NASA’s Parker Solar Probe mission has our sun in its sights, hoping to bring about a new understanding of the neighboring star. It will travel through the sun’s atmosphere, reaching closer to its surface than any previous spacecraft.
With such close proximity, the probe will face a bevy of extreme conditions, including severe heat and radiation. According to NASA, the spacecraft and its scientific instruments will be protected by a 4.5-inch-thick carbon-composite shield, which will need to survive temperatures soaring to 2,500°F.
The probe’s onboard electronics fall under four main investigative areas: fields experiment (FIELDS), integrated science investigation of the sun (IS☉IS), wide-field imager for solar probe (WISPR), and solar wind electrons alphas and protons (SWEAP) investigation.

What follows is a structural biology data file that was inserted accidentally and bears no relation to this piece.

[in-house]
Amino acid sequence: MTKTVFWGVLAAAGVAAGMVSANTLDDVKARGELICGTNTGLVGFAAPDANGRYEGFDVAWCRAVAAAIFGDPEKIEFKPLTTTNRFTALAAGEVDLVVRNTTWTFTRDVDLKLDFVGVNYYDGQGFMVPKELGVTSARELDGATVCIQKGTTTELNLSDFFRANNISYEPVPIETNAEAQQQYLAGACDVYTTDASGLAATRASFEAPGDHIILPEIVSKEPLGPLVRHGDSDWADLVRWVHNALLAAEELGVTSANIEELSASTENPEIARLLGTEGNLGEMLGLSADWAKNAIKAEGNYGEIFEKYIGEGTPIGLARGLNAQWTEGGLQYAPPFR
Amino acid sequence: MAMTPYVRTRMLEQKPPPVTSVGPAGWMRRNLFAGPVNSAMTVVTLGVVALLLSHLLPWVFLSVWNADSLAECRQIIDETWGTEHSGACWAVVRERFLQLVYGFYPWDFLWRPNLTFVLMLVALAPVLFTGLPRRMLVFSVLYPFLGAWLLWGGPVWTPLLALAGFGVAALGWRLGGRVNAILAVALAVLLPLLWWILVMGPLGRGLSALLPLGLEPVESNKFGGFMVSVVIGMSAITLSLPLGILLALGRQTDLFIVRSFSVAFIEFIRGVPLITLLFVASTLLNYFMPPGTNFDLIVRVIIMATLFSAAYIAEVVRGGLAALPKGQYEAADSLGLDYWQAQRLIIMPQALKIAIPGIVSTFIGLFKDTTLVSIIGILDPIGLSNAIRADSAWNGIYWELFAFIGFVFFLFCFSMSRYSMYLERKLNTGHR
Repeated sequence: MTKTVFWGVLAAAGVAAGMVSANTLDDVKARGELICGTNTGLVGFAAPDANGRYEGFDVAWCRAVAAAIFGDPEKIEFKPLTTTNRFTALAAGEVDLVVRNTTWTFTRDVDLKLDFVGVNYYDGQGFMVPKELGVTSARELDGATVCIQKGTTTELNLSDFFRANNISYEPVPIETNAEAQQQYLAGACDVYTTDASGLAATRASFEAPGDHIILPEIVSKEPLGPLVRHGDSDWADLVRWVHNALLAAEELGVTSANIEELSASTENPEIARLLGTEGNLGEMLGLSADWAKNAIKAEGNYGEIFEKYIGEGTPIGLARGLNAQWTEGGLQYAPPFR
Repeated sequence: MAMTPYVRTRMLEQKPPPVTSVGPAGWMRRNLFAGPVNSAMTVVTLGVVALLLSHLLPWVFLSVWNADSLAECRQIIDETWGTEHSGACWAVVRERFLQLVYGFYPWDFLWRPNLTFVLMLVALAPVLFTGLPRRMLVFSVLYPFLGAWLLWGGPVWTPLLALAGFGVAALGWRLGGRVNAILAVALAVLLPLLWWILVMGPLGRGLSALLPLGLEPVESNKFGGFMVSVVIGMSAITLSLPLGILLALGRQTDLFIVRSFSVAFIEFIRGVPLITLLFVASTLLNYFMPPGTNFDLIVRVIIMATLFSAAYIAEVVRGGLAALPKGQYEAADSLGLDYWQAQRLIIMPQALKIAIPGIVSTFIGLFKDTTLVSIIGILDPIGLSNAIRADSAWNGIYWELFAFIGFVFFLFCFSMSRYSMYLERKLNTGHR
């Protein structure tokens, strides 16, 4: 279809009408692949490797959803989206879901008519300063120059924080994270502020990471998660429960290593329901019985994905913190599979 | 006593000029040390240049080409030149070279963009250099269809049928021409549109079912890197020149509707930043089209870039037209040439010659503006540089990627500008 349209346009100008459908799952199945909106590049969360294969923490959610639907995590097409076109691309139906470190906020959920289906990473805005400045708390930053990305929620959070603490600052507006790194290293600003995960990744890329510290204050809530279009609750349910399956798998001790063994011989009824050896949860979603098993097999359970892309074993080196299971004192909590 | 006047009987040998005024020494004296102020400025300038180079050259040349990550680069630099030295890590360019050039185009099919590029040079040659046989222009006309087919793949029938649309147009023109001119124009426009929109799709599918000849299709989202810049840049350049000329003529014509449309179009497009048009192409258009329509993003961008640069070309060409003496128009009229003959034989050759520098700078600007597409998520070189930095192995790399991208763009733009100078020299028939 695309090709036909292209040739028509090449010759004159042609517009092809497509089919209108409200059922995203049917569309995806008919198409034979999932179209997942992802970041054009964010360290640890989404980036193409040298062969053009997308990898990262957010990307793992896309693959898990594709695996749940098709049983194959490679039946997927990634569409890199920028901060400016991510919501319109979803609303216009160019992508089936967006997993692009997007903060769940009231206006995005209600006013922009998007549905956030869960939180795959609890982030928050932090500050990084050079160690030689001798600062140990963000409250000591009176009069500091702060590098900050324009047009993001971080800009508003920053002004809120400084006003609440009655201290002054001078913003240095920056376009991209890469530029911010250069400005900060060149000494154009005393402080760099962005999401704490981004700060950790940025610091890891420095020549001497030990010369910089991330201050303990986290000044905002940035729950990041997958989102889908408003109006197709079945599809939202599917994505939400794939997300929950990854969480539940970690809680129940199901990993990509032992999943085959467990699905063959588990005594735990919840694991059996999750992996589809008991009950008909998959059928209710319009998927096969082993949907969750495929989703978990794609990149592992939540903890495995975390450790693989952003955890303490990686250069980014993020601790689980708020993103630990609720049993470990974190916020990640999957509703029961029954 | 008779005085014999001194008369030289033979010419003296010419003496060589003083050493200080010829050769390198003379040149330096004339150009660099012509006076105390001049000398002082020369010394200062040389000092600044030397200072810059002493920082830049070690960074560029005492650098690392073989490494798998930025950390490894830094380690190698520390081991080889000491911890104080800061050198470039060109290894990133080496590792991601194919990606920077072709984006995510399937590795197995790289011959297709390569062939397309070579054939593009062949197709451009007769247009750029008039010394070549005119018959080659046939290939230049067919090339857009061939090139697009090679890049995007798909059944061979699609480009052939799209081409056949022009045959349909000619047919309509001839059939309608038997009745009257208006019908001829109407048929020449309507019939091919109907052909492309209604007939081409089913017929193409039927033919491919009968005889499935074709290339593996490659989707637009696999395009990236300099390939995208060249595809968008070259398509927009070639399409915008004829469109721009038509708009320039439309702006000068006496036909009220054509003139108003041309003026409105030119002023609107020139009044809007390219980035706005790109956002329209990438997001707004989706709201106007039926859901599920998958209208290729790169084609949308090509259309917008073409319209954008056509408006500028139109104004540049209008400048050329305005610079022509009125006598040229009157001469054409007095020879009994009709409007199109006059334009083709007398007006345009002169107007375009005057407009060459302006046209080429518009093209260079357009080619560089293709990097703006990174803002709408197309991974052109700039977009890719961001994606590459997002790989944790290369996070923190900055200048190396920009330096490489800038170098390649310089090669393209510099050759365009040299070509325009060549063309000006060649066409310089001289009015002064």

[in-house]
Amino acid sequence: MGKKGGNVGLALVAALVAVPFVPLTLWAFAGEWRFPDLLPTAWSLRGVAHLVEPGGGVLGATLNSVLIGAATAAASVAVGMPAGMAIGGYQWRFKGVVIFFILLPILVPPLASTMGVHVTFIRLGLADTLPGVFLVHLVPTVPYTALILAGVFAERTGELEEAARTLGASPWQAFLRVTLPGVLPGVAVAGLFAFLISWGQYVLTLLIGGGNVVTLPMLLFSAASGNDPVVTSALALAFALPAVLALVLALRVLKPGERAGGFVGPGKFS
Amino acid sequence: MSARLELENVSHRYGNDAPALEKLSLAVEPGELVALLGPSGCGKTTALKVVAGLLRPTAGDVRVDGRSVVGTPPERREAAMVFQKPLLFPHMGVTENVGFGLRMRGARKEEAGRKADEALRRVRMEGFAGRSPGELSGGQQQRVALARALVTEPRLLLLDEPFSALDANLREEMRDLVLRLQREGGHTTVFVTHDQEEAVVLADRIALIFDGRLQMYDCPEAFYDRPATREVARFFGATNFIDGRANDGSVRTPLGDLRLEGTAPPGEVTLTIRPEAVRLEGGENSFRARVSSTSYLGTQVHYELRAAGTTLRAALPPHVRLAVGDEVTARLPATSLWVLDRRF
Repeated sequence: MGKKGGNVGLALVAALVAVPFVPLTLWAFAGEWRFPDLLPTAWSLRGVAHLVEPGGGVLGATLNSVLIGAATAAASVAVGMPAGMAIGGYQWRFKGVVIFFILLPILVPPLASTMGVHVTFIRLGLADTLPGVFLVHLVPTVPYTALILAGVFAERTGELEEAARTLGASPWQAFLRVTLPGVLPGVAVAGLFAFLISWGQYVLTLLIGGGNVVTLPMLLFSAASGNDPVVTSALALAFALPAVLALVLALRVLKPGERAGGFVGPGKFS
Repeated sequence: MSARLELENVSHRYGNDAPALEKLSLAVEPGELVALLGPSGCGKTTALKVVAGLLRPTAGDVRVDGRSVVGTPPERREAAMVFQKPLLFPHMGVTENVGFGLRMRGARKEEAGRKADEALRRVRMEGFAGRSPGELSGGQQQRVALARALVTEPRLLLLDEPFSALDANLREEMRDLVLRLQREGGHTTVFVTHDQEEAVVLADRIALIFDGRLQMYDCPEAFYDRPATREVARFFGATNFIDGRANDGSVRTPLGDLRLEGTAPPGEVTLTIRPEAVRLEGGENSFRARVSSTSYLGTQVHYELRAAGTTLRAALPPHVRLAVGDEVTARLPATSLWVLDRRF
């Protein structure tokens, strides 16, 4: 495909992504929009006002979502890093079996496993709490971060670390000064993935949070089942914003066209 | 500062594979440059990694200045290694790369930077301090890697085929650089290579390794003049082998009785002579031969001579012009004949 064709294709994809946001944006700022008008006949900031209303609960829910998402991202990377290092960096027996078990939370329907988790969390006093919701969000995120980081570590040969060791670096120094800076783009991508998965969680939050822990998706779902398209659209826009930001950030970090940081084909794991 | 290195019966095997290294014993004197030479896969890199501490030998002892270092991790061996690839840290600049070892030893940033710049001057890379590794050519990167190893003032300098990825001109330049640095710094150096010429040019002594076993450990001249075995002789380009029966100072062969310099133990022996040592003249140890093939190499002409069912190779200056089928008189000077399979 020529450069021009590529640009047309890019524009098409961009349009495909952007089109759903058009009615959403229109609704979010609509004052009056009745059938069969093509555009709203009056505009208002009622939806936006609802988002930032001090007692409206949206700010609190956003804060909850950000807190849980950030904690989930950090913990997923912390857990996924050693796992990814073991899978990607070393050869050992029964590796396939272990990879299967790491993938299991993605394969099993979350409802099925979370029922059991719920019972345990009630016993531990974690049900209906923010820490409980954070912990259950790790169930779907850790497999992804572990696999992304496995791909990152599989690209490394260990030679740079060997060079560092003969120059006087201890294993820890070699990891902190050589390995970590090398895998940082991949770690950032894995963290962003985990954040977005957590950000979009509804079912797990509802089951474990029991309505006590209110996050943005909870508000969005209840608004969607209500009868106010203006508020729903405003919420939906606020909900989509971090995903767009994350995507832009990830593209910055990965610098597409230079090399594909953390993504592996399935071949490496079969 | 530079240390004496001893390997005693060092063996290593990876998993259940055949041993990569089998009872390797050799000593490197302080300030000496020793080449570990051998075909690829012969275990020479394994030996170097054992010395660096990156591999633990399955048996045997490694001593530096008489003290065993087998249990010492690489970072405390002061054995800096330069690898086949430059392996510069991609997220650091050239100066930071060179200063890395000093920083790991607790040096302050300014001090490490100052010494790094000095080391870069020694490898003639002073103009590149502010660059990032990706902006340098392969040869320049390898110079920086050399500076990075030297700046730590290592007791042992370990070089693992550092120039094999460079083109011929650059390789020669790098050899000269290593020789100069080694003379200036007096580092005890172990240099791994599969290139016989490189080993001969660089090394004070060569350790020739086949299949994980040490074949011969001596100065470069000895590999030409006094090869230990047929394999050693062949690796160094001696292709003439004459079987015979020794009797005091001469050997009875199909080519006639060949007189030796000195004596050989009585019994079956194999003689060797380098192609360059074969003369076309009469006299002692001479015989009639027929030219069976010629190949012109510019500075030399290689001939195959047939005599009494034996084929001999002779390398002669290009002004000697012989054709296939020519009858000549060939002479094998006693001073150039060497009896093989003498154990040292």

Below you can see components that fall under the FIELDS category.
In order to test thermal efficiency, the Parker Solar Probe was recently lowered into a 40-foot-tall thermal vacuum chamber at NASA’s Goddard Space Flight Center. The spacecraft will spend seven weeks in the chamber, withstanding near-vacuum conditions, and severe hot and cold temperatures.
All of this is in preparation for its July 2018 launch aboard a Delta IV Heavy launch vehicle at NASA’s Kennedy Space Center in Florida. Until then, you can view the Parker Solar Probe entering the thermal vacuum chamber in the image below.
Filed Under: Aerospace + defense